Consequences offer the opportunity to add new elements to a person's character. Consequences open up new ways to compel a character; meaning that the PC loses some control of how their character acts and who their character is. "Twisted ankle" means you might be able to keep the character for getting away. "Startled by loud noises" gives you something to hit the character with an appropriate moment.

"Bitten by a zombie" is a fascinating aspect -- the latest FATE Codex goes into a lot of detail about some of the ways this aspect can be compelled, and how to define a zombie setting. I loved the ideas there. "Dracula's latest conquest" could also be an amazing consequence, setting up all sorts of interesting compels at the wrong time. These two aspects and things like them could easily be used to erode trust between the PCs. Keep the PCs from showing a united front!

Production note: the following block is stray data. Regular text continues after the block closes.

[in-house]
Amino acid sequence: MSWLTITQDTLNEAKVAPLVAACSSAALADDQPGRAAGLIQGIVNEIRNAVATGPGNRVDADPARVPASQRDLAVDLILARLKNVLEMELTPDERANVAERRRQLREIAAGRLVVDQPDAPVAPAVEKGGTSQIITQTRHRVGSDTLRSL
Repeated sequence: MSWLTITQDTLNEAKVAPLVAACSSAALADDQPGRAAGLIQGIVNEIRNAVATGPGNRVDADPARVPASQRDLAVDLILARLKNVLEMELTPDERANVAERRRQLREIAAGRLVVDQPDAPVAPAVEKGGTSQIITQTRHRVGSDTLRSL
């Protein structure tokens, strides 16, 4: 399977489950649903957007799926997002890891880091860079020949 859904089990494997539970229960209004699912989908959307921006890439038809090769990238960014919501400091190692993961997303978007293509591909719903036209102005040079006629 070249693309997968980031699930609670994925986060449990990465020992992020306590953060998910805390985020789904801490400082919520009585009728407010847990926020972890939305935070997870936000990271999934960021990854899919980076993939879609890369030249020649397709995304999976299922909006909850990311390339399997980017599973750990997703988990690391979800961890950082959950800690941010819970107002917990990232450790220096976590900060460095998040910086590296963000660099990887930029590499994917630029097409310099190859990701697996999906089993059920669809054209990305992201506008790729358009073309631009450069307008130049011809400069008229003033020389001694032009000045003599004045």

And finally, concessions. When the heroes concede a fight, make things worse. A lot worse. It is okay to root for the villain. I touch on a few ideas related to this below.

Changing the character's aspects - I still think that the biggest innovation that Dresden Files brought to FATE was an expansion of changing a character's aspects either voluntarily or involuntarily. Often, these are the result of a situation (extreme consequences) or a choice (black magic). Use black magic enough and it starts to color your personality; you are changed by the experience.